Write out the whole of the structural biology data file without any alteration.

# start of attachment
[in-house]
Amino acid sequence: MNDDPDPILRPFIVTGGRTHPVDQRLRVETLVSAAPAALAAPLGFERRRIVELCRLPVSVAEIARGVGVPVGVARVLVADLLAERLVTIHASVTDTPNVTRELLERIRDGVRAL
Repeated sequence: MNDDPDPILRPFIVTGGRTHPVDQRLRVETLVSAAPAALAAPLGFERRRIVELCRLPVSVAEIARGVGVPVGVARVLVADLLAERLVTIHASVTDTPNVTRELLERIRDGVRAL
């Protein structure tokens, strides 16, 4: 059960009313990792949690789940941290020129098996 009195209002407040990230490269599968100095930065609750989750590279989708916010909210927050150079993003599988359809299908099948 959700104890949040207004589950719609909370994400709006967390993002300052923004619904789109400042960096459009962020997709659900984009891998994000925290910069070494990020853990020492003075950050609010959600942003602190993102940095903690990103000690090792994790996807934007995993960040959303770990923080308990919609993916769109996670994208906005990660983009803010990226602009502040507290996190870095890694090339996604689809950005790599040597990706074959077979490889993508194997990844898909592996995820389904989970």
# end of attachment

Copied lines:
[in-house]
Amino acid sequence: MNDDPDPILRPFIVTGGRTHPVDQRLRVETLVSAAPAALAAPLGFERRRIVELCRLPVSVAEIARGVGVPVGVARVLVADLLAERLVTIHASVTDTPNVTRELLERIRDGVRAL
Repeated sequence: MNDDPDPILRPFIVTGGRTHPVDQRLRVETLVSAAPAALAAPLGFERRRIVELCRLPVSVAEIARGVGVPVGVARVLVADLLAERLVTIHASVTDTPNVTRELLERIRDGVRAL
């Protein structure tokens, strides 16, 4: 059960009313990792949690789940941290020129098996 009195209002407040990230490269599968100095930065609750989750590279989708916010909210927050150079993003599988359809299908099948 959700104890949040207004589950719609909370994400709006967390993002300052923004619904789109400042960096459009962020997709659900984009891998994000925290910069070494990020853990020492003075950050609010959600942003602190993102940095903690990103000690090792994790996807934007995993960040959303770990923080308990919609993916769109996670994208906005990660983009803010990226602009502040507290996190870095890694090339996604689809950005790599040597990706074959077979490889993508194997990844898909592996995820389904989970």